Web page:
What happens when you can’t have sex?
Sure, it’s easy for someone to blithely say, “If your guy can’t go three months, your relationship isn’t what it should be,” but in reality, this is a tough situation that can’t be so easily dismissed.
After recently being asked this question, we hooked up with — pun intended — sex therapist Sandor Gardor, PhD and explored the subject.
I’ve been put on “pelvic rest” for the remainder of my pregnancy — I’m not supposed to even orgasm. It’s been four weeks and we have at least 10 to go. Then, of course, the baby will be here, which isn’t the most romantic time. How can I deal with my frustration and maintain our connection?
Though it’s almost the opposite of the questions we’ve brought him in the past, he had a lot to say and gave us some great advice. Gardor responds:
First of all, I want to commend you for tackling this now and acknowledging that it’s a problem for both you and your husband. Too many couples say, ‘Okay’ and then find themselves struggling to re-create that intimate bond later, which is a lot harder.
The first thing you can do is maintain a sense of humor about the situation. It’s easy to get angry, but the more you can laugh at it and admit that it’s ridiculous, the more you’ll foster a ‘we’re-in-this-together’ team spirit.
You may not realize this, but often the first thing a sex therapist does is tell a couple to stop having sex and start enjoying all the other things about their relationship. Our society is so orgasm-focused that it’s difficult to learn how to savor and enjoy the rest of the experience. So what you’re getting is sort of a sex-therapy boot camp.
He then gave the following tips.
View this period as both being on an adventure together
Try to see this as an adventure more than a challenge — a way to explore other ways to be together that feel good without orgasm. With luck, you’ll find stuff you like so much, you’ll add it to your sexual repertoire even after your pelvic rest (and childbirth, and those first eight weeks…) are over.
The rich world of the sensual
Look for alternatives to sexual touch — think “sensual” instead. Explore differences in temperature (ice cubes, warm wax) or in texture (feathers, fur).
Expand on this by getting a couples massage or learning to massage each other — his can have a “happy ending.” Have him read material like 10 sensual massage moves that will make her melt every time so he doesn’t just plow ahead like a work horse.
“It won’t fix your frustration, but it will keep you two touching, caressing, and feeling physically connected.”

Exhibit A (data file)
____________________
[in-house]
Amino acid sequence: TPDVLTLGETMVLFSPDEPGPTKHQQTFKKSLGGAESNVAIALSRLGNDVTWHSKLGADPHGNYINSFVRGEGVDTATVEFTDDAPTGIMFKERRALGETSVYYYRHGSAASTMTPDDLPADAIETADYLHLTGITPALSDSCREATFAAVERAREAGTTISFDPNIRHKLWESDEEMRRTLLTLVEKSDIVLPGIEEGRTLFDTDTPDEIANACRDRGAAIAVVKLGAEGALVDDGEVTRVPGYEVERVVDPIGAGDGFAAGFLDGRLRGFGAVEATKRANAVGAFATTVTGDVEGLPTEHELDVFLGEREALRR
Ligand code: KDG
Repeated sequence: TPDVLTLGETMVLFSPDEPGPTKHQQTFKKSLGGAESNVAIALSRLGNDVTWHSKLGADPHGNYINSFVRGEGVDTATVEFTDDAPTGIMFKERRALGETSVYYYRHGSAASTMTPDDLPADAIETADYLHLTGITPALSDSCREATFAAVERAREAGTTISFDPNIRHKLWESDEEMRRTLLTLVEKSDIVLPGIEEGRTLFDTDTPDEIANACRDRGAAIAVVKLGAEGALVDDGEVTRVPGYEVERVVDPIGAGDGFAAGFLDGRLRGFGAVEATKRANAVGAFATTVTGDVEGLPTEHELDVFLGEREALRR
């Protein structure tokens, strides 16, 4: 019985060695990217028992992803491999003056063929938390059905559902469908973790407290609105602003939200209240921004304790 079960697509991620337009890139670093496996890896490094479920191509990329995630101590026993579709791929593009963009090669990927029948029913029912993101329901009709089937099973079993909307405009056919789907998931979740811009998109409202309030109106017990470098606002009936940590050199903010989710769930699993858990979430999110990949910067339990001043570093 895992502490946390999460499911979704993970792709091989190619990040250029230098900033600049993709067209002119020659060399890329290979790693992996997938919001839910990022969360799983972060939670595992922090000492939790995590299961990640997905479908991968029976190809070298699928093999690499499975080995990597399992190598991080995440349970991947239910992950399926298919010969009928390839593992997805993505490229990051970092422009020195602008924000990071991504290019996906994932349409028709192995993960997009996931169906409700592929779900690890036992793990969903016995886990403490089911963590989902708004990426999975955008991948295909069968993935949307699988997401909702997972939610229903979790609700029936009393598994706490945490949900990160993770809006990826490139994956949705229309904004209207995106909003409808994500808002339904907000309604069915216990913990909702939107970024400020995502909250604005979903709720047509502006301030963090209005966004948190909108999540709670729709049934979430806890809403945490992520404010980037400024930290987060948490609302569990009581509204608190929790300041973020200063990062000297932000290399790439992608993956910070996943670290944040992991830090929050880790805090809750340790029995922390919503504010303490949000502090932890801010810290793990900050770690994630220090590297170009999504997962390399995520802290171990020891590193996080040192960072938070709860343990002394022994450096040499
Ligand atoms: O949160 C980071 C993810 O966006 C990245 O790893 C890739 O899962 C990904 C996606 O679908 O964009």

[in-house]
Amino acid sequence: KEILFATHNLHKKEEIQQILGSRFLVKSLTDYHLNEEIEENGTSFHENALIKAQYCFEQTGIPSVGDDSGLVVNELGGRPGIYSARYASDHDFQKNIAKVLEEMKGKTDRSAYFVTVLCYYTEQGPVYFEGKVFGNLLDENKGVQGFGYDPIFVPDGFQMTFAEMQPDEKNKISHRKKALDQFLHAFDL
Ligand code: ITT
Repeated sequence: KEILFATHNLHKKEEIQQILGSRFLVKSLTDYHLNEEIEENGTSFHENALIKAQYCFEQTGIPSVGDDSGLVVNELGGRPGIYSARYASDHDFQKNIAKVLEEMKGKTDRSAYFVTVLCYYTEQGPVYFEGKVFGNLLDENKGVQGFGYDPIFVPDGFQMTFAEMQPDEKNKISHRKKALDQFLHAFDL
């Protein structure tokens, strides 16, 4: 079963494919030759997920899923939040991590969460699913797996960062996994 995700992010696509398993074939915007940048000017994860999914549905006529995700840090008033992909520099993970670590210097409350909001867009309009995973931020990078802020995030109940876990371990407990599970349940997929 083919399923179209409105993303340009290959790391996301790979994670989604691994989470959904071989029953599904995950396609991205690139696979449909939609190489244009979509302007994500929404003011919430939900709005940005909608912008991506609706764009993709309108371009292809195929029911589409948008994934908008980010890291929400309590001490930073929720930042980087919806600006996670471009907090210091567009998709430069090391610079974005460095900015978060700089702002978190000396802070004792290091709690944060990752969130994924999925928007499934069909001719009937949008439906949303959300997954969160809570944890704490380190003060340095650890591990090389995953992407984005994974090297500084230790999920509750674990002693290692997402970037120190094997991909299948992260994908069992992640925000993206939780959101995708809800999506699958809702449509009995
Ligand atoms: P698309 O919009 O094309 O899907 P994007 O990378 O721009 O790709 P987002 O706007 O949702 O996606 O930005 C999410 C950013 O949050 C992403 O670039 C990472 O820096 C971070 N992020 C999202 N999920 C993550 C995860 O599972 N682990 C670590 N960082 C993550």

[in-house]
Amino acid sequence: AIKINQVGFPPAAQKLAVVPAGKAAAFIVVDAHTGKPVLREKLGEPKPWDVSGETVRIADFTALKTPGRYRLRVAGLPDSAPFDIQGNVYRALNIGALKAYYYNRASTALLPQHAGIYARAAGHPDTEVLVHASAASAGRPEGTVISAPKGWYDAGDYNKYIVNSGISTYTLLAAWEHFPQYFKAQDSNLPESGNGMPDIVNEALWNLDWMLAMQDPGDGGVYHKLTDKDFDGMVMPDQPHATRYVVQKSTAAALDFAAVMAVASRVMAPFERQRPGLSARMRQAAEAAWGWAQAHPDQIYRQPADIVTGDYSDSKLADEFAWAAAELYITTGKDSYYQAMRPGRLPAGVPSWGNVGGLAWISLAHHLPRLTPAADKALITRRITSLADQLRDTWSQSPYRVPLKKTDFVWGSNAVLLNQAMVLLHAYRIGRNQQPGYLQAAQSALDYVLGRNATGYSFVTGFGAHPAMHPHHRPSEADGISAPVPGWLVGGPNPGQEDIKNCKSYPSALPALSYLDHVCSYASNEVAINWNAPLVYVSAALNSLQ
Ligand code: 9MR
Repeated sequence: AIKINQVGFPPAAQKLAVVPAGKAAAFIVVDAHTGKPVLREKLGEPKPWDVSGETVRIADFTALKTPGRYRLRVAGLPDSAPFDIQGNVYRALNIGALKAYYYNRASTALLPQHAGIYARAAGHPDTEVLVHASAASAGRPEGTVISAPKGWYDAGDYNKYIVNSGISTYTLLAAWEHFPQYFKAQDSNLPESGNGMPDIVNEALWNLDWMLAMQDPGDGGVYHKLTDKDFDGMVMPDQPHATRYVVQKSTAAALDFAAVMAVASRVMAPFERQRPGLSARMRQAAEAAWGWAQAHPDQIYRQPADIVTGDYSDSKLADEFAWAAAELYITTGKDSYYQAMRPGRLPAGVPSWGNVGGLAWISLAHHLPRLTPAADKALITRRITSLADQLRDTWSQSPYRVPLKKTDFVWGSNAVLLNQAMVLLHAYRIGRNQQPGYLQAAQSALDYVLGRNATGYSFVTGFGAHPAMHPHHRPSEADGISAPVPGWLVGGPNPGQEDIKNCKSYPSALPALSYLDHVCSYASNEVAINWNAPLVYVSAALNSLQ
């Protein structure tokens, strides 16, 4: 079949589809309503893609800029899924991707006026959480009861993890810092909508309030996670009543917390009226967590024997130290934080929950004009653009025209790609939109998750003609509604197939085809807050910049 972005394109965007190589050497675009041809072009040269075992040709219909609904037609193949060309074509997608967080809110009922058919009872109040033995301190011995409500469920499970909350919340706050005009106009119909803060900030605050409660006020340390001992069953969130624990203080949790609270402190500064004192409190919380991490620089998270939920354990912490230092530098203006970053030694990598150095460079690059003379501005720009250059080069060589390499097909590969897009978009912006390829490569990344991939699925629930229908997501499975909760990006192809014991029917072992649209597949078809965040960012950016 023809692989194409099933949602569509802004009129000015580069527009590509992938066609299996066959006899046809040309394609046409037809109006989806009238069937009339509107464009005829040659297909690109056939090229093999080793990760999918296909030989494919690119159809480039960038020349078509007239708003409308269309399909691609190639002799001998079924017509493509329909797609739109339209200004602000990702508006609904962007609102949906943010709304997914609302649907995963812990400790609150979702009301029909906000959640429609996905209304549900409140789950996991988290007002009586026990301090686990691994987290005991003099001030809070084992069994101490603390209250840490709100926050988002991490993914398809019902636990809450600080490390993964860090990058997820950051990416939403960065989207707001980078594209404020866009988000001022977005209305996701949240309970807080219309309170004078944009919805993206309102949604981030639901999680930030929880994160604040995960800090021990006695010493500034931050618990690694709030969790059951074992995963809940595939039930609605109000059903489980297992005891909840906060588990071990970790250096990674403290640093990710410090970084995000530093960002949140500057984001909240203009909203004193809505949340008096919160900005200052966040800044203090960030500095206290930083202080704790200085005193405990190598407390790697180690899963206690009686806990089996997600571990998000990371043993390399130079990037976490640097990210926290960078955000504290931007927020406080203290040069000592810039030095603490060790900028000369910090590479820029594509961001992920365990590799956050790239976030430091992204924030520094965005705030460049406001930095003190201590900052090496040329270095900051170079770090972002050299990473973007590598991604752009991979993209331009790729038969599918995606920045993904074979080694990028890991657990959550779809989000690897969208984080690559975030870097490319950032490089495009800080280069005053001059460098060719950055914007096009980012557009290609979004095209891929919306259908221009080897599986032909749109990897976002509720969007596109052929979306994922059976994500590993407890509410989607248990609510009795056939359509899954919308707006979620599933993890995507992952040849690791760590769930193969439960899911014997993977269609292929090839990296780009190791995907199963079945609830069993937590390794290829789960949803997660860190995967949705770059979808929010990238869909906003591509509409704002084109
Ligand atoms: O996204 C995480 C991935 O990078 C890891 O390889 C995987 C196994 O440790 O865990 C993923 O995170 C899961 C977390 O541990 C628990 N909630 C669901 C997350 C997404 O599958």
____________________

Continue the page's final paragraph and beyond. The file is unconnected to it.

If you’re feeling adventurous, explore tantric sex. Go buy the highest quality tome on tantric positions and techniques available in your local bookstore, and then decide to ban your phone from the bedroom while you read it together and find ways to explore.
Tantric sex is an Indian approach to spiritual lovemaking that helps you use erotic energy to hit high, ecstatic states without orgasm, circulating sexual energy throughout your body rather than releasing it.
Use anticipation as a tool to develop your eroticism
I’d add this idea to Gardor’s excellent tips: Keep a running tally of the things you do just for him — joking, not serious — and remind him of the “payback” you two will indulge in when you get your groove back.
This will keep him happy now while also building anticipation for later, and anticipation is deeply erotic. Additional anticipation builders:
- Write each other a letter about what you each think is the most erotic thing you have experienced together, and detail what you’d like to do when the pelvic rest period (or whatever is keeping you from having sex) is over.
- Research something sexual together that will enhance your sexual highs when you can finally get back to lovemaking. Eg. sex positions or aphrodisiacs. How many are there? Which do you think will work for you? Why not make a list and try them all?
- Does your bedroom have a copy of the Kama Sutra? Why not?
Non-impact sweat-builders like elliptical training or swimming don’t just keep your metabolism and circulation up — they also give you endorphins. And the whole of two people releasing endorphins together are greater than the sum of its parts.
Not quite as many as you’re used to ;), but enough to keep you from punching the smug making-out couple on the park bench. (Been there, almost punched that.)
Throughout this all, remember to maintain that “you-and-me-against-the-world” feeling that’s so important to bonding with another human being.
How do you stay connected without sex? Have another question you’d like to us to explore with an expert? Tell all in the comment section!